The benefits to integration are numerous. Economic integration can serve as incentives for foreign direct investment and help allocate production to countries with a comparative advantage, which will lead to specialisation and increased output and services, making the whole region better off.


This is of particular importance in the African context, as the continent is the most fragmented region in the world, with almost half of its 54 countries having small economies and populations of less than 10-million.

These economies are too small to achieve the economies of scale needed to compete internationally. By fostering regional integration, Africa can create regional value chains and become a key player in global value chains that increasingly characterise world trade.

A burgeoning problem is the growing trend in Africa to support locally made products at the expense of foreign competition. This is done through the use of import and foreign-exchange restrictions.

Nigeria, for example, has implemented import restrictions and exchange controls in a bid to prop up its exchange rate, which is being kept artificially inflated.

The collapse in oil prices led to a plunge in their foreign-currency revenues and consequently a decline in foreign-currency reserves.

They have therefore published a list of transactions that are not eligible to access foreign exchange in the official Nigerian forex market.

The IMF has previously said that Nigeria has one of the most restrictive trade policy regimes in the world, not ideal for one of the continent’s economic giants.

Similarly, on the back of the decline in foreign direct investment and their tourism sector, Egypt has seen its foreign-currency reserves tumble and has consequently implemented policies aimed at rationalising imports to alleviate the foreign-currency reserves crisis.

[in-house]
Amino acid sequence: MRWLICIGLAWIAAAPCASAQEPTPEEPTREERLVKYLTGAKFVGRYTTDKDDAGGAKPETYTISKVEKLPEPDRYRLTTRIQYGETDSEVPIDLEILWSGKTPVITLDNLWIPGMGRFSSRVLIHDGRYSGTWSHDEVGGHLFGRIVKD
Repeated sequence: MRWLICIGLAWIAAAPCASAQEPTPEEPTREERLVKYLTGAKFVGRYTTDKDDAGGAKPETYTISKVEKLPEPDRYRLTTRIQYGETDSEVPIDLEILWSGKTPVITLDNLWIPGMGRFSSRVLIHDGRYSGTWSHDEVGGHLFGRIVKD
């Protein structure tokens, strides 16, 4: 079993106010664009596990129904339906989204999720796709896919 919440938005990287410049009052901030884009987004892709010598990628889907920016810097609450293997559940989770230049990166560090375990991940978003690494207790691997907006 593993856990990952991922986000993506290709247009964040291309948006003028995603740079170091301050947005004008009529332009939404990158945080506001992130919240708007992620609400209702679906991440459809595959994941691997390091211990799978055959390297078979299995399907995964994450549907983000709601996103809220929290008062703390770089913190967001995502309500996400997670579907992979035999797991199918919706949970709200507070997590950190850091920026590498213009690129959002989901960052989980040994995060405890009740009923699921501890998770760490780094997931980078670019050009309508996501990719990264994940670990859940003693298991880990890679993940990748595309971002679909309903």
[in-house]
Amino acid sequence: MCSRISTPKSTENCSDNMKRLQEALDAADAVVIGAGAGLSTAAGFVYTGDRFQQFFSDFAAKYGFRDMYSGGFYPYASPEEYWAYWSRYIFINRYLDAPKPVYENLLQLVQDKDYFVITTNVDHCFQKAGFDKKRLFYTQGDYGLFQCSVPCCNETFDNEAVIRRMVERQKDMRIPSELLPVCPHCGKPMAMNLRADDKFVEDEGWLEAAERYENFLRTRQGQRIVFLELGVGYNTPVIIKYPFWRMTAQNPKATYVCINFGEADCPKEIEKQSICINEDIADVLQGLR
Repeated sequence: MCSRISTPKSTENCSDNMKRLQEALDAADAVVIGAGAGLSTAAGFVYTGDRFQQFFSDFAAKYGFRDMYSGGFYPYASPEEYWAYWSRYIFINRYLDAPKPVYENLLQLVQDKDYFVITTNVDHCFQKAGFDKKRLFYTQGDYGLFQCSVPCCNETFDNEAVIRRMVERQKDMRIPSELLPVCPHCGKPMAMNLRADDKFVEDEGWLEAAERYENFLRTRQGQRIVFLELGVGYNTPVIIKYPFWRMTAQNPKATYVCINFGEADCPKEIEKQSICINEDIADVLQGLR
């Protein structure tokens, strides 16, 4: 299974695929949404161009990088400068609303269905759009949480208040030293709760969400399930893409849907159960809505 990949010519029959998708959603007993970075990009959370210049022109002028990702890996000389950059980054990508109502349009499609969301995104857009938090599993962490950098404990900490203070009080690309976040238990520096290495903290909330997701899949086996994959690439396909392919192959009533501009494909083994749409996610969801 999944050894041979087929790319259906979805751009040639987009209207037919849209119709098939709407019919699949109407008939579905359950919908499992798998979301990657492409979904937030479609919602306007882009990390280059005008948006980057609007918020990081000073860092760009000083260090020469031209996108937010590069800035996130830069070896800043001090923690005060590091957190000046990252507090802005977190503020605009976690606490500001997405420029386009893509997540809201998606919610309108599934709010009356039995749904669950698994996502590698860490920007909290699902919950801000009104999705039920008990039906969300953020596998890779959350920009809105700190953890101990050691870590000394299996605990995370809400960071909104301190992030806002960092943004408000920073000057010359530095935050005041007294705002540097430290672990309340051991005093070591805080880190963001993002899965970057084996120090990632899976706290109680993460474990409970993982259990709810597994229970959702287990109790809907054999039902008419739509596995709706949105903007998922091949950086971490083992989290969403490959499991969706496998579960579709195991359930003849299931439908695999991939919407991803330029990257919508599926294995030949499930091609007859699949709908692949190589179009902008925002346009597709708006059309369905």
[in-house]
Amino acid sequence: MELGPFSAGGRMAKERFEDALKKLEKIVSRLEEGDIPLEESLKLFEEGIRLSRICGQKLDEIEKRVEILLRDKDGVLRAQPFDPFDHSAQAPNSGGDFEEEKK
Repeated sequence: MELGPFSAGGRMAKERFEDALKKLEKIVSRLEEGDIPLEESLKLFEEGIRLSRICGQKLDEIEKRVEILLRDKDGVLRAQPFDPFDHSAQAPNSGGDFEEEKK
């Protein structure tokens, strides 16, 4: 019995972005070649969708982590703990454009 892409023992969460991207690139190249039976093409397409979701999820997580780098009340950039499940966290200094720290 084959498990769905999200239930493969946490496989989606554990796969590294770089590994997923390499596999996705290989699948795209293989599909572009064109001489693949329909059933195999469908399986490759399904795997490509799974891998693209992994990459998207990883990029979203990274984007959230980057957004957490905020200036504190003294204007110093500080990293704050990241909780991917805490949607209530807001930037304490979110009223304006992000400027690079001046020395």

Another example is the stringent import bans enacted by Zimbabwe on SA. Although the bans caused widespread anger and Zimbabwe partially repealed the bans for individuals, it shows a worrying trend of African countries closing their borders to free trade.

One of the major hurdles to overcome, especially for the continent’s regional superpowers SA, Nigeria and Kenya, is to convince their neighbours and the rest of the continent that their agendas are not entirely self-serving.


The fear of dominance runs deep in Africa’s middle and smaller nations; the spirit of pan-Africanism always tempered with strong nationalistic tendencies.


African leaders have historically been reluctant to relinquish any power to a supranational body or have their sovereignty compromised in any way.

SA has in particular suffered in this regard with neighbouring states perceiving it as putting forward aggressive economic policies and putting its global aspirations, such as its Brics membership, ahead of regional commitments. The reality is also that the gains made by the region as a whole might well not be equally spread between the nations.

A recent survey by research group Afrobarometer found this unwelcoming attitude towards integration extends beyond leaders to the African population itself, with 37% of Africans thinking that governments should restrict cross-border movement of people and goods to protect their citizens.

A mind-set change might therefore be one of the largest obstacles to overcome if the continent really wants to change.

-Mark Winter
Senior Private Equity Analyst, RisCura

*This article originally appeared in Business Day.